The glimmer and shimmer of radio silence


There’s something inexplicable about the serpentine nature of what happens behind closed doors. It’s the complex nature of the reverberating radio silence that echoes over the silent sound of tears—the tears that won’t come, that will never come—that is so confounding. A set of fully-functioning ears should be able to hear anything, yet these ears are filled with that dreary, dreaded radio silence.

Radio silence. 

It’s not the wavelength that is off. The antenna isn’t skewed. Each station has been cycled through countless times. No matter what changes, no matter who is the control group, it’s unabashedly evident—and terrifyingly obvious—that this beat-up radio is broken in all the ways it thought it was beautiful.

It’s the radio. But, it’s also who touched the radio. It was the surroundings of the radio at any given moment. It’s the radio taking out its own batteries or dismounting from the plug on the wall—never expecting to be fixed yet somehow always knowing it will be. 

It’s the poor, poor, broken, beat-up radio. That mangled, manilla echelon from which the radio always felt on the precipice of—the precipice that it sometimes, most times, fell off of—was the problem. Yet, the radio was always picked back up; that’s a consequence as much as it is a resolution.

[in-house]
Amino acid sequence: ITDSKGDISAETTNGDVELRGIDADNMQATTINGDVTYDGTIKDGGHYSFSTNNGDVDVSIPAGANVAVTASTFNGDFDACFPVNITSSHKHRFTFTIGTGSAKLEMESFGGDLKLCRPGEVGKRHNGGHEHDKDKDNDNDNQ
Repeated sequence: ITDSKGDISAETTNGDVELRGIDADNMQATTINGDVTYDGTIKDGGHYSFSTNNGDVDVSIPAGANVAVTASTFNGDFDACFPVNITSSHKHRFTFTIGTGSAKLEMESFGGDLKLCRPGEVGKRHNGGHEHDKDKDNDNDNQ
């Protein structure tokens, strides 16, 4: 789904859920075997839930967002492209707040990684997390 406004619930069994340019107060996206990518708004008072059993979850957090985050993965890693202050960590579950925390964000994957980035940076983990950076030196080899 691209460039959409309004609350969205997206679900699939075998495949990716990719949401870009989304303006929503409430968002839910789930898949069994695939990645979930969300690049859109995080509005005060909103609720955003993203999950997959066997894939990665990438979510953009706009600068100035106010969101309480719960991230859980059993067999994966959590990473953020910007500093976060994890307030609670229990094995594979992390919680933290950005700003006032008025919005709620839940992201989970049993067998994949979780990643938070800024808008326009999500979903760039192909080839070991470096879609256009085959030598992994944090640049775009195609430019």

There’s a stranger reason to do a strange task such as continuously plugging in a radio which so dishonorably reached the point of no return. That reason is hope.

There’s a strange hope that everything, no matter how unstately its condition may be, can be fixed. There’s a strange hope that what made that radio broken was what made it beautiful. There’s a strange hope that one belief is two secrets. There’s a strange hope, but sometimes, hope is a good enough reason to accept the eccentricity of the situation.

That hope made its way inside the radio. What was inside the radio? No one ever bothered to find out. The hope didn’t open the radio—even though it might take credit for doing so. The radio opened itself up the same way it would shatter the fragile relationship it held with the outlet: with no one’s help. And so, the radio was open. All was on display.

The thing that was wrong was that there was nothing wrong. The radio simply just emitted radio silence. That radio silence would stay the same no matter how hopeful, no matter how mangled and manilla, and no matter how many times it was replaced. 

The radio silence stayed the same because that sound was intrinsic to the radio, and each radio silence sounds different if you listen closely enough. If you do listen, you’ll hear just the faintest shimmer of hope: a hope that is a reason that is one belief that is two secrets.